An adaptogen is a substance that increases the body’s resistance to physical, environmental, emotional, or biological stressors and promotes normal physiologic function.
Stress and its Phases
That is, adaptogens help the body to cope better with stress, which can be defined as ‘an orchestrated set of bodily responses to any form of noxious stimulus.’
Stress is often divided into a series of stages known as the general adaptation syndrome or GAS. This theory was originally put forward by Hans Selye, who is recognised as the pioneer of stress research.
Phase 1 – the alarm stage. A generalised stimulation of the sympathetic nervous system, and a resultant rise in cortisol levels.
Phase 2 – the resistance stage. The body decides on the most effective and efficient pathways of defence. Increased cortisol levels from Phase 1 may not be required.
Phase 3 – the stage of exhaustion. Occurs in the face of chronic stress, and the body’s reserves (esp. the adrenal glands) are depleted. Exhaustion can lead to fatigue, immune dysfunction, and various disease states.
How Adaptogens Work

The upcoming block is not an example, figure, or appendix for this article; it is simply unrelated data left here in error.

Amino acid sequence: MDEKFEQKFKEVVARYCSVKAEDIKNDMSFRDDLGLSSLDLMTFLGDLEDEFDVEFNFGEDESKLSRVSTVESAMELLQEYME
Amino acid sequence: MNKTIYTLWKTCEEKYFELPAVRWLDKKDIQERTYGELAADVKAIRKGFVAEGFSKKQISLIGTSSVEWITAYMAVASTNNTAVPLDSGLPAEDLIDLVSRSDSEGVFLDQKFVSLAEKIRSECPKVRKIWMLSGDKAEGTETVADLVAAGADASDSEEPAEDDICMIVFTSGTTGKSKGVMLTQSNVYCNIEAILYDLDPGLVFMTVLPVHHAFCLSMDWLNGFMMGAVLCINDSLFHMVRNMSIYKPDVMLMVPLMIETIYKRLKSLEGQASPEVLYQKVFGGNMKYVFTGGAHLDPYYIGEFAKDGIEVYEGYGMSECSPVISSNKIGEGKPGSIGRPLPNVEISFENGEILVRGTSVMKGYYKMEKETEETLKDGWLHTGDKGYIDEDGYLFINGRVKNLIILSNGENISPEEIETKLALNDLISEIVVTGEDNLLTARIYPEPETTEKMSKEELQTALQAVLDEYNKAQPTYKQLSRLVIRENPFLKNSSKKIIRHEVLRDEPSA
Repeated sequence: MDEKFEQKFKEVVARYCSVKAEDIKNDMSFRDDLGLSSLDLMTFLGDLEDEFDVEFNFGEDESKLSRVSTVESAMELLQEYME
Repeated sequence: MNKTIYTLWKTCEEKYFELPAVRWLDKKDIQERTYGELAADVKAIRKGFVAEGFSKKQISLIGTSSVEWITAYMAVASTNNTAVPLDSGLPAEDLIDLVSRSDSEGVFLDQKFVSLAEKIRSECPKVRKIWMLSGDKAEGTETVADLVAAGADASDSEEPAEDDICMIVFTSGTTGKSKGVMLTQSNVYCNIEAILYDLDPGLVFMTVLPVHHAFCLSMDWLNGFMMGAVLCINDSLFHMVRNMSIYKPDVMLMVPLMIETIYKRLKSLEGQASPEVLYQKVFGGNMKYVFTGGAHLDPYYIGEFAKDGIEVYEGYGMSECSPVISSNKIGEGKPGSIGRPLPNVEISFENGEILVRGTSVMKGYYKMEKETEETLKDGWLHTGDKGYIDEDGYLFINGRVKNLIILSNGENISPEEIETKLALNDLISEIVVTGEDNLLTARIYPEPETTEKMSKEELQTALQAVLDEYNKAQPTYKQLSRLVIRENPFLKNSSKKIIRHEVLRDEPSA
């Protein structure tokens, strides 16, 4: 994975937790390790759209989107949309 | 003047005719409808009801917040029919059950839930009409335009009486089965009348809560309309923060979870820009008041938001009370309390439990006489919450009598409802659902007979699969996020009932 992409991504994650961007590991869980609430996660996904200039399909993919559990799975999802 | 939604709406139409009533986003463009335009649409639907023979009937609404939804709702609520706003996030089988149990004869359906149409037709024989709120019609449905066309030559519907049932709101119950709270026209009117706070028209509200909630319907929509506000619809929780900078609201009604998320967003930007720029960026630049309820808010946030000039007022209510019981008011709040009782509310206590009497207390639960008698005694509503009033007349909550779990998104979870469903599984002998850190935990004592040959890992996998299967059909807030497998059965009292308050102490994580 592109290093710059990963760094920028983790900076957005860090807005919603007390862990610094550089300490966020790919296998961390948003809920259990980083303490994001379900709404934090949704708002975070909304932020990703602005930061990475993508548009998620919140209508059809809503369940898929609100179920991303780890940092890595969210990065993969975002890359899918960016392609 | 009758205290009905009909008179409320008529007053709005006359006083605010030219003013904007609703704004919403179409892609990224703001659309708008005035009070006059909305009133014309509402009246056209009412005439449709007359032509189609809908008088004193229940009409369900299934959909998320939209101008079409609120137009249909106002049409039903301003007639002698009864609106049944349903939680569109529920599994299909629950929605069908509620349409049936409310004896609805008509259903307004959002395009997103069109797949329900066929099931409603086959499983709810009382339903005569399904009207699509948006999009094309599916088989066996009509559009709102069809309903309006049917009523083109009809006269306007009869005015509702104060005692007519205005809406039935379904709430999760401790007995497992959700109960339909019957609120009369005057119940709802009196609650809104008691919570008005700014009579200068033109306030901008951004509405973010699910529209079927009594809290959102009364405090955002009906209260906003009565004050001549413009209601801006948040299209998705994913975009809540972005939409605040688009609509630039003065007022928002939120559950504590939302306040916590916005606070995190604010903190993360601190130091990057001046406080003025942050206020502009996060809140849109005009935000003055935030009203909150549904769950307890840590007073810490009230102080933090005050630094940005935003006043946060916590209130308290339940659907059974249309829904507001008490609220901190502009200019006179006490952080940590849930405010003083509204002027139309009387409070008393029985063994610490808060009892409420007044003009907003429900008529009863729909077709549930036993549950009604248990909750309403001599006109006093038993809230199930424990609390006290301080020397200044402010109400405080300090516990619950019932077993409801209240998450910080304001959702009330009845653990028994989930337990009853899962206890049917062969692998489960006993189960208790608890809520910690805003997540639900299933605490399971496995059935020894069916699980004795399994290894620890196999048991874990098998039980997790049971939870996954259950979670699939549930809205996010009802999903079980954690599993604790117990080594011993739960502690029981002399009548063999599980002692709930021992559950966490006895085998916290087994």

Adaptogenic remedies may act upon the hypothalamus, pituitary gland, and the adrenal cortex to help maintain homeostasis, to decrease the signs of prolonged stress and to delay or avoid the exhaustion stage.
Much of the early research into adaptogens was carried out by Russian scientists in the 1950s. Lazarev first used the term and his colleague, Brekhman, defined an adaptogen as a substance:
- Which can effect a non-specific increase in the resistance of an organism to noxious influences.
- Which has a normalising effect, restorative rather than curative, on irregular bodily imbalances.
- Which is harmless and has no side-effects.
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- Porth, C. (2002). Pathophysiology: Concepts of altered health states. Philadelphia: Lippincott Williams and Wilkins.
- Oxyfresh. (2010). Adaptogens: Generators of adaptation. Retrieved from http://www.oxyfresh.com/news/ha_adaptogens.asp
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